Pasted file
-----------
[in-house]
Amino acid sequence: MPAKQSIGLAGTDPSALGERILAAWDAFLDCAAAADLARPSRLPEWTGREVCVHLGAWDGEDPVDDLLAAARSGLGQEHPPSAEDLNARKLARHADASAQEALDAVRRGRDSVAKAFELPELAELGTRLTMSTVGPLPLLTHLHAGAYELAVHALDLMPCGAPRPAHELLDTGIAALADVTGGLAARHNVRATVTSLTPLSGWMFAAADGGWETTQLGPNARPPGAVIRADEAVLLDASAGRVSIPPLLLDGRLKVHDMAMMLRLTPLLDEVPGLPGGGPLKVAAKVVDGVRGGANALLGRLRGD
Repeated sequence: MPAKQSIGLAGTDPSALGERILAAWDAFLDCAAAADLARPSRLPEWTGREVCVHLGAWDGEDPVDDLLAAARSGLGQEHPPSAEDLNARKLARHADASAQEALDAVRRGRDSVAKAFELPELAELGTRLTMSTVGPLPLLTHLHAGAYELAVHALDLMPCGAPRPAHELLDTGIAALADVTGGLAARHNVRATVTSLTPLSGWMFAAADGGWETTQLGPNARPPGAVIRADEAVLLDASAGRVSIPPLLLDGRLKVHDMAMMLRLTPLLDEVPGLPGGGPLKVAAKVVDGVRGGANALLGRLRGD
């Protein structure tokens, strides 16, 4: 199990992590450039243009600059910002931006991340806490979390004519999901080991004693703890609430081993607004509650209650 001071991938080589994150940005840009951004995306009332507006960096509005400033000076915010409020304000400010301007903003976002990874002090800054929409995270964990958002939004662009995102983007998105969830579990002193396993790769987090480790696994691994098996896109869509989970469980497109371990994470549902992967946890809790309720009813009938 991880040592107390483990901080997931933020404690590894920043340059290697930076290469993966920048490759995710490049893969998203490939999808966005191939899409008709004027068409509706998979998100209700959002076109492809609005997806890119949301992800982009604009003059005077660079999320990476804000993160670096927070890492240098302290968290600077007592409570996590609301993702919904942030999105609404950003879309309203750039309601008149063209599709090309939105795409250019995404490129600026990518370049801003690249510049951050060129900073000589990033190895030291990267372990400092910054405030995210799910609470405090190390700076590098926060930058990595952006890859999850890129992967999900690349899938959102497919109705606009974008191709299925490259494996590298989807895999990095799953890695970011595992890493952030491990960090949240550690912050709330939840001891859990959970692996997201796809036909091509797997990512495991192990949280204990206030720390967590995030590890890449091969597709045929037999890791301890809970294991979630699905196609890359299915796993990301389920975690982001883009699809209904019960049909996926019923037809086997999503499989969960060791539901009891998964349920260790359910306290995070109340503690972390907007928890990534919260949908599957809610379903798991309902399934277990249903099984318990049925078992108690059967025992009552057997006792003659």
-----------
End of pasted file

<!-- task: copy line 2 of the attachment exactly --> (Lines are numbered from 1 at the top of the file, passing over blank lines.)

Amino acid sequence: MPAKQSIGLAGTDPSALGERILAAWDAFLDCAAAADLARPSRLPEWTGREVCVHLGAWDGEDPVDDLLAAARSGLGQEHPPSAEDLNARKLARHADASAQEALDAVRRGRDSVAKAFELPELAELGTRLTMSTVGPLPLLTHLHAGAYELAVHALDLMPCGAPRPAHELLDTGIAALADVTGGLAARHNVRATVTSLTPLSGWMFAAADGGWETTQLGPNARPPGAVIRADEAVLLDASAGRVSIPPLLLDGRLKVHDMAMMLRLTPLLDEVPGLPGGGPLKVAAKVVDGVRGGANALLGRLRGD